Wednesday 25 April 2018

Family businesses face new challenges

Dubai, April 29, 2009

A family-run business is a viable model for competing effectively in the global economy, but in today's turbulent times, such family businesses operating in the GCC face new challenges, according to a new study.

These businesses face the dual challenge of operating in a difficult global economic environment and managing the transition of the business to a third generation of family control, said the study by Booz & Company.

With most GCC family firms under 60 years old, there is a need to develop a long-term strategy to manage the family and the business, commented Joe Saddi, chairman of the board of Booz & Company.

'A sustained long-term strategy for growth and formal governance structure will lead them through challenging economic environment and third generation transition,' he said in the study.

'To survive, grow, and ensure enduring success, firms must tame the “restless entrepreneur” syndrome, and develop a long-term strategy to manage the family and the business,' he pointed out.

According to him, steps for lasting success begin with a re-evaluation of the existing business portfolio, which may involve the divestment of original businesses that no longer fit the long-term growth strategy.

 “The same discipline is required for the evaluation of new investments, and may call for individual family member investments to be separated from the family firm’s activities,” Saddi noted.

Creating a formal governance structure and recruiting and developing outside management talent are other crucial steps. The appointment of a change agent, whose interests are closely aligned with that of the family and the business, ensures such changes are achieved.

Some of the world’s most successful companies are family businesses, with governance structures either controlled by, or with the strong involvement of, members of the original founding family.

'They have thrived; surviving economic downturns, wars, family feuds, and other challenges. An index compiled by Credit Suisse found family firms have outperformed non-family firms in shareholder creation by 15 per cent between January 2005 and October 2008,' he added.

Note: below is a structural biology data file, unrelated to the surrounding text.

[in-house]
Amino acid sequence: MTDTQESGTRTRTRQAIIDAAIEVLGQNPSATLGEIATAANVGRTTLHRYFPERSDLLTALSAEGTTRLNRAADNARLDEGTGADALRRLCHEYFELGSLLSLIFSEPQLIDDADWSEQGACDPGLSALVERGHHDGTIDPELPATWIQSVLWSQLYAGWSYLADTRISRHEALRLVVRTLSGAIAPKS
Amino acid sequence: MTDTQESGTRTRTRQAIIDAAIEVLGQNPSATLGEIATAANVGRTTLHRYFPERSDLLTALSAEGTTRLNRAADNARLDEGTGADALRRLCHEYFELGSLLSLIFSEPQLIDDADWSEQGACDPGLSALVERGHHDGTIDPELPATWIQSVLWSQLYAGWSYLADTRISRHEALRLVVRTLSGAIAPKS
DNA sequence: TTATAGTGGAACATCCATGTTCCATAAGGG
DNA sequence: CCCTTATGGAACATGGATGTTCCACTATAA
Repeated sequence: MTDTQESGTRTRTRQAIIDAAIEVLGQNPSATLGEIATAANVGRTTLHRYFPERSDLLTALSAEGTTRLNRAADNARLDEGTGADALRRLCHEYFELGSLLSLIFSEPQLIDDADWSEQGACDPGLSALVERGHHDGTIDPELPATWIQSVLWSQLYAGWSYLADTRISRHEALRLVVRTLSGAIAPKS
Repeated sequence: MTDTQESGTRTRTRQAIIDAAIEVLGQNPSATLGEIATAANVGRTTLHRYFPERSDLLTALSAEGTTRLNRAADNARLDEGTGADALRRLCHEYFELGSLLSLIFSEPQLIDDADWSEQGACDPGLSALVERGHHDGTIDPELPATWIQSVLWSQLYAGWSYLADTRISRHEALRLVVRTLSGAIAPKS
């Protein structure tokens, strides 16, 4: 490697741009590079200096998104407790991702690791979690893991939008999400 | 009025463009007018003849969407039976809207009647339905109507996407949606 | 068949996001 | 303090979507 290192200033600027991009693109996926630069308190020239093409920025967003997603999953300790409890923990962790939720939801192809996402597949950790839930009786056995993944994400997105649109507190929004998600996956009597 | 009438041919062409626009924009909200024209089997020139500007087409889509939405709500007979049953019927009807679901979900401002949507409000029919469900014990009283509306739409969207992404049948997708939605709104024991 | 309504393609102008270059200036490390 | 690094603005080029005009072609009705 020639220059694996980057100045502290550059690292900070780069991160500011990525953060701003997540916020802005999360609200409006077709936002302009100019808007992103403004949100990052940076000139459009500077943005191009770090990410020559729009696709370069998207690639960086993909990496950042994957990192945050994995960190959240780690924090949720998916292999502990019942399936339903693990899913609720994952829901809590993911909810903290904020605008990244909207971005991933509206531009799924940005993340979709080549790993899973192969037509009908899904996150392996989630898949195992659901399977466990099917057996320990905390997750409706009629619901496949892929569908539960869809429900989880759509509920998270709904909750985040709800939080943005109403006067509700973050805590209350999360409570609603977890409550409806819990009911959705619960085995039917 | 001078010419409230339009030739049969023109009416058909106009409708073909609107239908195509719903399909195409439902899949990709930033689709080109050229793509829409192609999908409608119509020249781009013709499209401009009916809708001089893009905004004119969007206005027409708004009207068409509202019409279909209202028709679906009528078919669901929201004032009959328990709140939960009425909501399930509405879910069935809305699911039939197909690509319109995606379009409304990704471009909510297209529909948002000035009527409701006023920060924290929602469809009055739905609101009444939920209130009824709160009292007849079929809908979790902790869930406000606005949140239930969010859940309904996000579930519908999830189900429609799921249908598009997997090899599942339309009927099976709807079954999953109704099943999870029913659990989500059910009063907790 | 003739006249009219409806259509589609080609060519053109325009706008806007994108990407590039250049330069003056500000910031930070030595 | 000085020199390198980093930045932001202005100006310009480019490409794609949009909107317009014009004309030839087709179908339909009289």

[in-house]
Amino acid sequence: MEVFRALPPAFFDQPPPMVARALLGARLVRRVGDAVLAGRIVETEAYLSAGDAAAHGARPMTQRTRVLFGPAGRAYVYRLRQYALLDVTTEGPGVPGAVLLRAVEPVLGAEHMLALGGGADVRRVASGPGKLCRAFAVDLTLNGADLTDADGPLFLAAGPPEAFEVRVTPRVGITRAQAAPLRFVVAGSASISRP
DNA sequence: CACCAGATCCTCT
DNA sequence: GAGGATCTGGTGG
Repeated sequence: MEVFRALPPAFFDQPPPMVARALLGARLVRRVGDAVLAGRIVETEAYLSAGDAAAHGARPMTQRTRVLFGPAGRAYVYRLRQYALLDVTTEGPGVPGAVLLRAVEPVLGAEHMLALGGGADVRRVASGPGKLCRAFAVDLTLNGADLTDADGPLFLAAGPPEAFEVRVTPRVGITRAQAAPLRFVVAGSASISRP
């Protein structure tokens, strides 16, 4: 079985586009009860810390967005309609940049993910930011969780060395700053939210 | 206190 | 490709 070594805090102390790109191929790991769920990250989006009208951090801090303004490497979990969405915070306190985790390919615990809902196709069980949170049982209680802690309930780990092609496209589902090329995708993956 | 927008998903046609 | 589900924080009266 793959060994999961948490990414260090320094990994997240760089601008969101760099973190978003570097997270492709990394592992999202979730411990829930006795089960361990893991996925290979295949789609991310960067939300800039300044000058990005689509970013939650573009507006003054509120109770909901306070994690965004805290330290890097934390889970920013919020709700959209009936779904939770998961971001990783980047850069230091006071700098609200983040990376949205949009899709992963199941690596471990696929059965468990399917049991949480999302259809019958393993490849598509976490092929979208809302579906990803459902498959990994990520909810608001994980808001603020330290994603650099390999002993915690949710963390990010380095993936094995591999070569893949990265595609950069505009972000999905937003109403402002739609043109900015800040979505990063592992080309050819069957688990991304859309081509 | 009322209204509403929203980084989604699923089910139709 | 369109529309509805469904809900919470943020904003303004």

Ahmed Youssef, a principal at Booz & Company, said its analysis of more than 100 family businesses reveals the most critical factor to their success is the families’ co-ordinated and sustained long-term strategy for growing and controlling their businesses.

' It usually involves the exercise of patience in investing capital, the retention of companies through bull and bear markets, a focus on core businesses, and an emphasis on long-term performance over quarterly gains, and most importantly the development and retention of management talent,' he explained.

Old firms

GCC family firms tend to be young, with most under six decades old. Many are managed by members of the first or second generation, with a few seeing involvement from third generation members, Youssef stated.

Some GCC family businesses have historically benefited from privileged advantages specific to the market and the region’s cultural heritage.

These advantages include limited external competition, abundant opportunities, and special access to capital, business networks, and information. These have allowed families to build large conglomerates spanning a variety of sectors.

Besides it has more concentrated control within families. 'Most family-controlled GCC businesses are still driven by one or two members of the family with many driven by the original owners, some of whom are highly visionary and entrepreneurial,' he pointed out.

The cultural heritage of the region has also protected family businesses from destructive family feuds. In instances of conflict, disputes tend to be kept private and managed within the family, limiting negative impacts on business.

Tags: GCC | Crisis | family businesses | challenge |

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